With the world facing a massive burden of heart-related diseases, researchers in the United Kingdom have developed a new gel that can help repair damage caused by a heart attack. Researchers have been able to support the growth of heart muscle using the gel, showing scope for enhancing cardiovascular treatments.

Scientists have long been looking for ways to reduce the risk of progression to heart failure. However, only one per cent of the cells injected directly into the heart have remained in place and survived. The latest research has helped in developing a new gel that can be safely injected into the beating heart to act as a scaffold for cells to grow new tissue.

The gel is made of chains of amino acids called peptides, the building blocks of proteins. The bonds between the peptides mean that the gel can exist in different states. When it’s under stress, the peptides disassemble and behave like a liquid, making it ideal for injecting.

The study was presented at the British Cardiovascular Society conference in Manchester. The team of researchers from the University of Manchester is hopeful that their gel will become a key part of future regenerative treatments for damaged hearts.

“The heart has a very limited ability to repair any damage it sustains. Our research has been looking for ways to overcome this so we can keep the heart in a healthier place for longer. While it’s still early days, the potential this new technology has in helping to repair failing hearts after a heart attack is huge,” Katharine King, a Ph.D. student, who led the study said in a statement.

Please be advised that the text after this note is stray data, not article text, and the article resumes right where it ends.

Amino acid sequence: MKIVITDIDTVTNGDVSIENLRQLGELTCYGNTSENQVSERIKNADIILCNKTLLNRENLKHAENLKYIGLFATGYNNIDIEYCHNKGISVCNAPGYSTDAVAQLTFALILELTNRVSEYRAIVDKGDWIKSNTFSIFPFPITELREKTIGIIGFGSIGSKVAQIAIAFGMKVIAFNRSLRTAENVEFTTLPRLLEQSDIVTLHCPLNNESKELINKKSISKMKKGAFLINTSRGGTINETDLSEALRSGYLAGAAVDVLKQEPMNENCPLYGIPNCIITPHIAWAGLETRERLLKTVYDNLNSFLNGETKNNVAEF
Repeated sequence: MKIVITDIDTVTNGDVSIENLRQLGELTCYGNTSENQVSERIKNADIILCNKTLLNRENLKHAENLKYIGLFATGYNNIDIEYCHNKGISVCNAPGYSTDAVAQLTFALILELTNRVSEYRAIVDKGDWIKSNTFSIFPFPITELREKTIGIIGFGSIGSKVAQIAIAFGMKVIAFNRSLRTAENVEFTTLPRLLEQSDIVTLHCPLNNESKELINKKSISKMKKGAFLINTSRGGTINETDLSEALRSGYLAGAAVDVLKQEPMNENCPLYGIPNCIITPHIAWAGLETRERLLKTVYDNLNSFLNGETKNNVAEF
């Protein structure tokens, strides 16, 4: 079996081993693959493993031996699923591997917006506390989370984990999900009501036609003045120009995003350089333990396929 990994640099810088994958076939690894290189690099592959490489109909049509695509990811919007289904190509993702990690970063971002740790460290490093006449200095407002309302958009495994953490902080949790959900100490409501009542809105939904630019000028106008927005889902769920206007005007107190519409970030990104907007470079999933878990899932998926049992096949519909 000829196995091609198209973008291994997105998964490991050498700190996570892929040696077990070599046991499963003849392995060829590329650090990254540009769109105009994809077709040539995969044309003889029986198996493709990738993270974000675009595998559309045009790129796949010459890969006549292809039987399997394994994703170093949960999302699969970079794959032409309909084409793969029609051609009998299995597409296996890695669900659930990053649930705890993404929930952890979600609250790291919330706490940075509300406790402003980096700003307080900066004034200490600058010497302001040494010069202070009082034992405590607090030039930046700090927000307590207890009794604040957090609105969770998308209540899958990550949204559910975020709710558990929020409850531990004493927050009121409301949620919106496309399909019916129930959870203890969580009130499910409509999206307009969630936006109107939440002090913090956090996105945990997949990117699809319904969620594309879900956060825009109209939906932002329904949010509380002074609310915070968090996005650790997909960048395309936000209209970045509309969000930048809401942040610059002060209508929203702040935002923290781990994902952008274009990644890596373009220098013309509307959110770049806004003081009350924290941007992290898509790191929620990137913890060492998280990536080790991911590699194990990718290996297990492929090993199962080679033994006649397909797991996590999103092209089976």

She is confident that the gel will be an effective option for future cell-based therapies to help the damaged heart to regenerate. The researchers maintained that a good blood supply will be vital for the injected cells to develop into new tissue and they observed signs of blood vessel growth in the gel, proving the technology could boost the growth of new vessels.

The team was also able to show that gel can support the growth of normal heart muscle tissue. The team was able to grow the tissues when they added human cells that had been reprogrammed to become heart muscle cells into the gel. After growing for three weeks, the “cells started to spontaneously beat.”

The British Heart Foundation (BHF), which funded the project, said that the team injected the gel with a fluorescent tag into the hearts of healthy mice, which revealed that the gel remained in the heart for two weeks. Echocardiograms (ultrasounds of the heart) and electrocardiograms (ECGs, which measure the electrical activity of the heart) showed the method to be safe.

Researchers are now planning to test the gel in mice after a heart attack to see whether the heart cells can develop new muscle tissue.


India today